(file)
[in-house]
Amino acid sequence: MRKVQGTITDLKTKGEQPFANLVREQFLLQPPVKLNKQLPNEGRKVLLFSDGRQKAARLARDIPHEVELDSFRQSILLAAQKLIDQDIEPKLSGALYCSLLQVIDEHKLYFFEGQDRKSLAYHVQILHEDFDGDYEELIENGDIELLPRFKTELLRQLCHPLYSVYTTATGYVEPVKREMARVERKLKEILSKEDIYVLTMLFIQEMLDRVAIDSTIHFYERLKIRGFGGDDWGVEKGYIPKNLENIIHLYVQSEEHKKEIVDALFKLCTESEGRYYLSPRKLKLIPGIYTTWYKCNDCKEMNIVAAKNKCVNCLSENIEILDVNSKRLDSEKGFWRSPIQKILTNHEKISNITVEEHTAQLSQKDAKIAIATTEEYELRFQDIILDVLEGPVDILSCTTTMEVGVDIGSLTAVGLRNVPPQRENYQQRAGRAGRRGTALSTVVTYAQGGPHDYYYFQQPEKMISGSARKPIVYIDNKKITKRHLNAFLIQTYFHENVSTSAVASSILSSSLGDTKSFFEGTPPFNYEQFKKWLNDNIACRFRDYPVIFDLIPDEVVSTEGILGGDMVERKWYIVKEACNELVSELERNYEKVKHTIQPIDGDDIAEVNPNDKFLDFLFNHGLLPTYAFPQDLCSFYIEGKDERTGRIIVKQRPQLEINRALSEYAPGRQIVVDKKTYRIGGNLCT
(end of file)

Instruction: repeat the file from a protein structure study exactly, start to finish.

[in-house]
Amino acid sequence: MRKVQGTITDLKTKGEQPFANLVREQFLLQPPVKLNKQLPNEGRKVLLFSDGRQKAARLARDIPHEVELDSFRQSILLAAQKLIDQDIEPKLSGALYCSLLQVIDEHKLYFFEGQDRKSLAYHVQILHEDFDGDYEELIENGDIELLPRFKTELLRQLCHPLYSVYTTATGYVEPVKREMARVERKLKEILSKEDIYVLTMLFIQEMLDRVAIDSTIHFYERLKIRGFGGDDWGVEKGYIPKNLENIIHLYVQSEEHKKEIVDALFKLCTESEGRYYLSPRKLKLIPGIYTTWYKCNDCKEMNIVAAKNKCVNCLSENIEILDVNSKRLDSEKGFWRSPIQKILTNHEKISNITVEEHTAQLSQKDAKIAIATTEEYELRFQDIILDVLEGPVDILSCTTTMEVGVDIGSLTAVGLRNVPPQRENYQQRAGRAGRRGTALSTVVTYAQGGPHDYYYFQQPEKMISGSARKPIVYIDNKKITKRHLNAFLIQTYFHENVSTSAVASSILSSSLGDTKSFFEGTPPFNYEQFKKWLNDNIACRFRDYPVIFDLIPDEVVSTEGILGGDMVERKWYIVKEACNELVSELERNYEKVKHTIQPIDGDDIAEVNPNDKFLDFLFNHGLLPTYAFPQDLCSFYIEGKDERTGRIIVKQRPQLEINRALSEYAPGRQIVVDKKTYRIGGNLCT